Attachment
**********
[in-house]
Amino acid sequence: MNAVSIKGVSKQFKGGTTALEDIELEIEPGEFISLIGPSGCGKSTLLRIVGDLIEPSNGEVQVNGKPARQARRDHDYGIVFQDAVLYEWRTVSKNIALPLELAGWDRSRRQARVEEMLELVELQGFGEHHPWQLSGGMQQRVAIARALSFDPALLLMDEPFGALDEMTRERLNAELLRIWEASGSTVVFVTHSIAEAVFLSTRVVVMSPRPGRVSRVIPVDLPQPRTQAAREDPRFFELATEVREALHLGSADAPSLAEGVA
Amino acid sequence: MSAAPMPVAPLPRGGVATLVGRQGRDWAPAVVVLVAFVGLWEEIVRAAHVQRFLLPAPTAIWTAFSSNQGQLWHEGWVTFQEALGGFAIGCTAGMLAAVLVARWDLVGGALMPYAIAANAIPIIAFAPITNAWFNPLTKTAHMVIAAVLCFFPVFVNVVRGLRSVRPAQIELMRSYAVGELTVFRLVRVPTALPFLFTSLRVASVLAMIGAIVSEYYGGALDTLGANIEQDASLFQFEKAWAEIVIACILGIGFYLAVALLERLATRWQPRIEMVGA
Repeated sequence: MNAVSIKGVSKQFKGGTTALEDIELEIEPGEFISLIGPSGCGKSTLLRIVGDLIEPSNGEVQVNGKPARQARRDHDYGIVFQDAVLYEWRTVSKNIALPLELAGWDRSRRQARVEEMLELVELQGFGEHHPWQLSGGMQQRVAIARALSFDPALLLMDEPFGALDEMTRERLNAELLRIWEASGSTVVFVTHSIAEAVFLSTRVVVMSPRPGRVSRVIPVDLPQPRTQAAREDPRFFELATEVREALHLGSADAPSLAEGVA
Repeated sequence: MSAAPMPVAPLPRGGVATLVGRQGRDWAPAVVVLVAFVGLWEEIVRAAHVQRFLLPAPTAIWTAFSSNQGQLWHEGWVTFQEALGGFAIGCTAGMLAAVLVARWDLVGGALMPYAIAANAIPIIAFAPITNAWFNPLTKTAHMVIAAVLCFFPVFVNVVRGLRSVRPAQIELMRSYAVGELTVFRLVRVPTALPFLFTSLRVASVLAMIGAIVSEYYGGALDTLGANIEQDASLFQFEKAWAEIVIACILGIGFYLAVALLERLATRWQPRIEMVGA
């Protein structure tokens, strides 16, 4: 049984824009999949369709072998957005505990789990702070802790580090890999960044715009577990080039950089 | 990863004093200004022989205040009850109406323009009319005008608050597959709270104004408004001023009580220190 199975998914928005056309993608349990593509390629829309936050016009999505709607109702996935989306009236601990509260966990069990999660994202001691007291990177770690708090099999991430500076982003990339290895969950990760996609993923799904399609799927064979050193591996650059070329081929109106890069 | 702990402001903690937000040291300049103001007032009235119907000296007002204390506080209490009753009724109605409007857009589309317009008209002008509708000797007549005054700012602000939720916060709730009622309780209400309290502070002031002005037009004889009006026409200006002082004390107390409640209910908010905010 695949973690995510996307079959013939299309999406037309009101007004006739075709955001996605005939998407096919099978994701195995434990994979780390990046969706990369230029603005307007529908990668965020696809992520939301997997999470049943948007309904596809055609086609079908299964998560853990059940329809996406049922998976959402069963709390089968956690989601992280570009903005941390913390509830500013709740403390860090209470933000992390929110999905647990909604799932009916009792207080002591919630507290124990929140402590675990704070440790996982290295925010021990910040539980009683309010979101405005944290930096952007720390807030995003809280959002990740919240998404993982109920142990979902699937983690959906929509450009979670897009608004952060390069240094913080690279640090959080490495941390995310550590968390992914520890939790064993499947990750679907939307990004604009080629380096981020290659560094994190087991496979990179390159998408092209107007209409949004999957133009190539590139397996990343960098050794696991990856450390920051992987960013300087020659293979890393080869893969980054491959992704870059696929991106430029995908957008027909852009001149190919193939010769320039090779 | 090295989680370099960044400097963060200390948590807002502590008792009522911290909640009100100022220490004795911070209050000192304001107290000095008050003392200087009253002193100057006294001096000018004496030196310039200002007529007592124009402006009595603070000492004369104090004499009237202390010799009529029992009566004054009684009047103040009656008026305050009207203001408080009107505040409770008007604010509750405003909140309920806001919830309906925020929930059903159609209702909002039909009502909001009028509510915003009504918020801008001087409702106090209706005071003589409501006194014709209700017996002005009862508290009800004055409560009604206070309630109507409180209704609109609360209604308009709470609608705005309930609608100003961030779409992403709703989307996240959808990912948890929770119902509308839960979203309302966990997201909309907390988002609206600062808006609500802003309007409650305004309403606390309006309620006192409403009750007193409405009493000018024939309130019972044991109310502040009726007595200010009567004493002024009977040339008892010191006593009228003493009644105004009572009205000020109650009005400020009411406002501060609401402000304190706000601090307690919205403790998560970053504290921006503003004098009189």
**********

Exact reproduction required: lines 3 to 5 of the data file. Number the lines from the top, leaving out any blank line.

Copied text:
Amino acid sequence: MSAAPMPVAPLPRGGVATLVGRQGRDWAPAVVVLVAFVGLWEEIVRAAHVQRFLLPAPTAIWTAFSSNQGQLWHEGWVTFQEALGGFAIGCTAGMLAAVLVARWDLVGGALMPYAIAANAIPIIAFAPITNAWFNPLTKTAHMVIAAVLCFFPVFVNVVRGLRSVRPAQIELMRSYAVGELTVFRLVRVPTALPFLFTSLRVASVLAMIGAIVSEYYGGALDTLGANIEQDASLFQFEKAWAEIVIACILGIGFYLAVALLERLATRWQPRIEMVGA
Repeated sequence: MNAVSIKGVSKQFKGGTTALEDIELEIEPGEFISLIGPSGCGKSTLLRIVGDLIEPSNGEVQVNGKPARQARRDHDYGIVFQDAVLYEWRTVSKNIALPLELAGWDRSRRQARVEEMLELVELQGFGEHHPWQLSGGMQQRVAIARALSFDPALLLMDEPFGALDEMTRERLNAELLRIWEASGSTVVFVTHSIAEAVFLSTRVVVMSPRPGRVSRVIPVDLPQPRTQAAREDPRFFELATEVREALHLGSADAPSLAEGVA
Repeated sequence: MSAAPMPVAPLPRGGVATLVGRQGRDWAPAVVVLVAFVGLWEEIVRAAHVQRFLLPAPTAIWTAFSSNQGQLWHEGWVTFQEALGGFAIGCTAGMLAAVLVARWDLVGGALMPYAIAANAIPIIAFAPITNAWFNPLTKTAHMVIAAVLCFFPVFVNVVRGLRSVRPAQIELMRSYAVGELTVFRLVRVPTALPFLFTSLRVASVLAMIGAIVSEYYGGALDTLGANIEQDASLFQFEKAWAEIVIACILGIGFYLAVALLERLATRWQPRIEMVGA